One of the trendiest new-ish items in the survivalist community is the neck knife. Small and lightweight, these knives are designed to be worn around the neck like a necklace. But they aren’t without controversy. Some love neck knives and others think they are flat-out idiotic. Here’s the unbiased scoop on neck knives to see whether it is worth it to get one!
Pros of Neck Knives
Ease of Access
This varies depending on the type of sheath and how you wear it, but neck knives can be very easy to access. Someone strangling you? Your neck knife will be right there where you need it.
It is really easy to spot a sheathed knife on your waistband. Sure, you can wear a sheathed or folder knife tied to a leash inside your waistband, but this is pretty uncomfortable. By comparison, a neck knife is very easy to conceal underneath your shirt or jacket.
Neck knives aren’t just short in regards to length, but they also are very slim in their thickness. I know a lot of people who bought neck knives to wear on their hip because they were the smallest option.
Stronger than a Folder
As I talk about in this post about how to choose a knife, fixed-blade knives are stronger than folding knives. If you are looking for a strong-yet-compact knife, a neck knife might be your best option.
Easy Way to Carry an Extra Knife
What’s better than one knife? How about two! Some people carry their extra knife on their leg, but the neck is another option. Or maybe you want to go for the hip, leg, and neck so you have three knives as part of your everyday carry.
Can Wear a Neck Knife without Pants
This might seem obvious or funny, but there are a lot of situations where you might need to wear a knife without pants on.
For example, if you are swimming, you probably don’t have a good way of wearing your knife on your swimming trunks.
Likewise, women often wear pants without any belt loops (like yoga pants or stretch pants).
Practical for when Wearing a Backpack with Hip Straps
My Bug Out Bag has hip straps on it, as do my backpacks for when I go wilderness trekking. I’ve found that the hip straps can get in the way of my belt and make it difficult to get my knife out. Also, the hip straps can push against the knife and be really uncomfortable. A neck knife is a good solution to these problems.
Cons of Neck Knives
Deployment Can Be Problematic
Accessing a neck knife isn’t always easy. Let’s say that someone is strangling you but your neck knife is underneath your shirt. Good luck getting it out! Likewise, some neck knives are very awkward to remove from the sheath and you might need a 2 hands to deploy. This is not something you want in emergency situations!
Concealed Carry Might Be Illegal
Yep, your neck knife might be illegal depending on where you live.
It Could Be a Safety Hazard
Wearing anything around your neck can be a choking hazard. Thus, if you are going to wear a neck knife, it is smart to use a breakaway chain for safety reasons. Plus, the breakaway chain means you’ll be able to tear the entire knife off your neck for easier access if necessary.
Neck knives can also be a safety hazard if you fall on them. Do you really want a razor-sharp knife just inches away from your heart and lungs? If the sheath is low-quality, this could mean a deathly stab wound during a fall!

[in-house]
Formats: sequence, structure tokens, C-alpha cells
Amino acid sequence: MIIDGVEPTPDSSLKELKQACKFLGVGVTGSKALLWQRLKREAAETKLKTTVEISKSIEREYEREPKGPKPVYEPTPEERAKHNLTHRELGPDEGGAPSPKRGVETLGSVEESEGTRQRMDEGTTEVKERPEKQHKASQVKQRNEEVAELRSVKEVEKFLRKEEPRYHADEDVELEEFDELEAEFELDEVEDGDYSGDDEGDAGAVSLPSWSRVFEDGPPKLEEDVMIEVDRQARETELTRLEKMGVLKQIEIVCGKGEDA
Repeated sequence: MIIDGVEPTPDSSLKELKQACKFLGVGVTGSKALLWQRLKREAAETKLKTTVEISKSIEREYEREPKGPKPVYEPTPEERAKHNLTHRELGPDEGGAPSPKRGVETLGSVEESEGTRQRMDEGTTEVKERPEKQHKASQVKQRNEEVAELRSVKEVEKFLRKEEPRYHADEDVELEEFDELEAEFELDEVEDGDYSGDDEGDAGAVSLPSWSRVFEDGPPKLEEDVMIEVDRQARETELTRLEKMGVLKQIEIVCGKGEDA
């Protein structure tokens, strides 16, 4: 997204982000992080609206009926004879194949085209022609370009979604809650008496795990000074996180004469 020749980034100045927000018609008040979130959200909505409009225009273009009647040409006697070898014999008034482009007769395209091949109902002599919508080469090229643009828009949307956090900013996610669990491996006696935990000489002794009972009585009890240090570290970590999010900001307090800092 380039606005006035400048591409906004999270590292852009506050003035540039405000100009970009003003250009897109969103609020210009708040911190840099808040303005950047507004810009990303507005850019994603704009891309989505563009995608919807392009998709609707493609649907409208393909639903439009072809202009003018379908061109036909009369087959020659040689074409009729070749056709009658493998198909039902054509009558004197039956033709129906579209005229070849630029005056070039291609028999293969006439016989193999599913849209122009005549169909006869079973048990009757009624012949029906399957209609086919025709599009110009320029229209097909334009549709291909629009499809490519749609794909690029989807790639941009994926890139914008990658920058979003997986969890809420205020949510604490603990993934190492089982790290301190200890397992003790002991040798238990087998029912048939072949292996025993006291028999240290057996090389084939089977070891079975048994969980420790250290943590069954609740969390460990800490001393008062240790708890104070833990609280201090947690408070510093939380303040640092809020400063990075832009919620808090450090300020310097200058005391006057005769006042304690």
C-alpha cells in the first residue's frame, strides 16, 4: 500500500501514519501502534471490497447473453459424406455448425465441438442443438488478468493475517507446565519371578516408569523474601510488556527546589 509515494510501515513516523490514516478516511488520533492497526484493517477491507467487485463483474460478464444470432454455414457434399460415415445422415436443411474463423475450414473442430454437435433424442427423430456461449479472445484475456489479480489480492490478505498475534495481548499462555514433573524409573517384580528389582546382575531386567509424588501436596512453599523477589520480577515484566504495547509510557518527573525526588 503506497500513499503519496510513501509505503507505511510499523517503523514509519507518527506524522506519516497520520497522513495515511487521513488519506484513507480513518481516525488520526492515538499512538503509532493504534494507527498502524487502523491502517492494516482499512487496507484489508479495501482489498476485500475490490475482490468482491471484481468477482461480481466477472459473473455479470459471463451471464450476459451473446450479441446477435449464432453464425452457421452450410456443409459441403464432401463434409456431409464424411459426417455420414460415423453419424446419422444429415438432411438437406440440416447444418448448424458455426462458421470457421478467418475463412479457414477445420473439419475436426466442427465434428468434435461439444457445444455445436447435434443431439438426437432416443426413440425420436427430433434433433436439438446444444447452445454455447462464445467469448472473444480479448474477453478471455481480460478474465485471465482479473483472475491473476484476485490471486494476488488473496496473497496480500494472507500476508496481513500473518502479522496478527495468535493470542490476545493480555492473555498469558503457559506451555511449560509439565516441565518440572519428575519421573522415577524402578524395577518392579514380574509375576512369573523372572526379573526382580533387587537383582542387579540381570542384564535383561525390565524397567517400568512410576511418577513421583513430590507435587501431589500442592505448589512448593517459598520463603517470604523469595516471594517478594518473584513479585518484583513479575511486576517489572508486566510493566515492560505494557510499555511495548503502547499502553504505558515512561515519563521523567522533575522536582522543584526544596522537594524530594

If the sheath or chain fails, your neck knife is going to fall out. If you don’t notice, you’ll lose your knife. If you do notice, then you might embarrassingly have to scramble around the supermarket floor looking for it.
You Might Find It Uncomfortable
The newest generations of neck knives are a lot better than the older ones. Those older ones were really heavy and started to be uncomfortable after just 30 minutes of wearing them. If you aren’t used to wearing a necklace, then you might find any neck knife – regardless of weight – to be uncomfortable.
Two Hands for Re-sheathing
This gets annoying quickly!
Neck Knives Bounce Around
When worn outside of your shirt (or without a shirt at all), the neck knife will bounce around a lot. It is particularly annoying when you’ve got to crawl around on your stomach. I’ve also found that the neck knife is rarely in a convenient deployment position because it bounces around on the chain. The solution is to wear it under your shirt, but then it isn’t easily accessible anymore.
Should You Get a Neck Knife?
Just like there is no one “perfect” knife, there is no one answer to this question. I personally prefer my fixed-blade hip-carry knives, but also love my neck knife for certain situations – like when swimming or wearing a heavy backpack with hip straps.
If you do decide to get a neck knife, just make sure that you follow these buying guidelines:
- The sheath MUST be good quality: If the sheath isn’t good quality, the neck knife could end up stabbing you during a fall! It should require a very strong pull to get the neck knife out.
- Aim for 2 oz. or less: Anything heavier than this will be very uncomfortable to wear.
- Get a breakaway chain or cord: Ball chains are breakaway, meaning you won’t get strangled by your neck knife if it gets snagged on something. Some people find ball chains to be uncomfortable, so you could consider a leather or paracord strap with a breakaway clasp.
- Check your local concealed carry laws: You don’t want to end up paying a fine because of your neck knife!